Dr. Pakhomov also referred to testimony that he showed someone named Gloria Green a note and that he provided law enforcement with a different note. (Doc. 10-18 at 56). He did not explain who Ms. Green was, why he showed her the note, or what either note said. (See id.). Instead, he alleged that trial counsel's cross-examination of Ms. Green opened the door to harmful testimony that “fuel[ed] . . . speculation that the note provided to law enforcement was forged.” (Id.). Sergeant Archer testified that he requested a handwriting analysis of the notes, but the analysis was never completed. (See Doc. 10-18 at 34-35 & n.8).

         In the years before Dr. Pakhomov's trial for Ms. Zakin's murder, “there was a great deal of pre-trial publicity, ” including “dozens of articles . . . as well as frequent television reports” that Dr. Pakhomov alleged included prejudicial and incorrect information about the evidence against him. (Doc. 10-18 at 18-22).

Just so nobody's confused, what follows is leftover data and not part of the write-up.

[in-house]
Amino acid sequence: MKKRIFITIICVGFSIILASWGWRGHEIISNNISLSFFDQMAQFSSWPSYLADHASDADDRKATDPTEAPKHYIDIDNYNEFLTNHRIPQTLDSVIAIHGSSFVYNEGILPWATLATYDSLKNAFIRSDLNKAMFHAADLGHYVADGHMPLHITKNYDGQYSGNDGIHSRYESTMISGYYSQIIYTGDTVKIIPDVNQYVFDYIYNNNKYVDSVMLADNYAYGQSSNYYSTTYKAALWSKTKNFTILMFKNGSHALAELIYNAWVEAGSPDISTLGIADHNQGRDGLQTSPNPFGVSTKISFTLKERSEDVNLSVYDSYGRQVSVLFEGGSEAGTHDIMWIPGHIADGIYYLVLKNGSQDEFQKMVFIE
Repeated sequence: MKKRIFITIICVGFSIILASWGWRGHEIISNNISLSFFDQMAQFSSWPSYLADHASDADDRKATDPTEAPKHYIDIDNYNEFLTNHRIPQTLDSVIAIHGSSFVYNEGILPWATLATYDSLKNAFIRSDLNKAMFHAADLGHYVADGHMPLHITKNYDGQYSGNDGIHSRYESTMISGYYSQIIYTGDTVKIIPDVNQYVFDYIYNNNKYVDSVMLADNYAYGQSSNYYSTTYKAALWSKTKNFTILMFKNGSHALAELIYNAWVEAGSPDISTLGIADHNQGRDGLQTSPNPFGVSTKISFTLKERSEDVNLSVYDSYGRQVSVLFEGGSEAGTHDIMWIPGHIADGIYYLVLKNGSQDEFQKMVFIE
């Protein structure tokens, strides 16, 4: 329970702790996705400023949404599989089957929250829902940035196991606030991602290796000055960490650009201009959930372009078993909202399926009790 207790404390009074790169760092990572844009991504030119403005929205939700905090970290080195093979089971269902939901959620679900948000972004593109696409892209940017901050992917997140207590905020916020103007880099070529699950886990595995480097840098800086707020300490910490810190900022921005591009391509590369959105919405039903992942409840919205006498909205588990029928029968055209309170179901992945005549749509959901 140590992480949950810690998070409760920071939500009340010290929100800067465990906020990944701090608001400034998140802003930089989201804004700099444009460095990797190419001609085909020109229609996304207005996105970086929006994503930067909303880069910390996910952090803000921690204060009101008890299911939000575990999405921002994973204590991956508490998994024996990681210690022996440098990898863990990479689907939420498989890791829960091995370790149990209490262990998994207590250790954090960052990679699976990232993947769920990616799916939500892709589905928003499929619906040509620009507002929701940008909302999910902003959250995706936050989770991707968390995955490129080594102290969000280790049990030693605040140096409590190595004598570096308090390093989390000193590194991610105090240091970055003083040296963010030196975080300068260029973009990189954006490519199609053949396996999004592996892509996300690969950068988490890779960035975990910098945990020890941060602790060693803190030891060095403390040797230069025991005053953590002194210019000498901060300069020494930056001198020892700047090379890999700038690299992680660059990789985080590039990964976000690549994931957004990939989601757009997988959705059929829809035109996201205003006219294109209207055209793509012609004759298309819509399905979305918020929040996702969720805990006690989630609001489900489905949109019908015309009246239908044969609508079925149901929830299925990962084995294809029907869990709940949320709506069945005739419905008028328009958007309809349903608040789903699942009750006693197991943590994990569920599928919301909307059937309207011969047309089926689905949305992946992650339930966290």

The state trial court did not record most of the voir dire, but did record some of the qualifying questions that it asked the forty-person venire. (Doc. 10-18 at 25-26). For example, the transcript reflects that the state trial court asked the venire if any of them had a fixed opinion as to the guilt or innocence of the defendant. (Id. at 26; Doc. 10-4 at 65). Three potential jurors raised their hands in response to that question, and at some point a fourth juror also indicated that she had a fixed opinion on the case. (Doc. 10-18 at 26; Doc. 10-4 at 65, 70). The state trial court conducted an individual voir dire of those four potential jurors, and each stated that she believed Dr. Pakhomov was guilty based on information she had learned about the case before being called for jury duty. (Doc. 10-18 at 26; Doc. 10-4 at 72-76, 78-83). Specifically, three of the potential jurors had been exposed to pretrial media reporting, and one had obtained information from speaking with someone else about the case. (Doc. 10-4 at 72, 75, 79, 82). The state trial court struck each of the four potential jurors for cause. (Doc. 10-18 at 26; Doc. 10-4 at 85).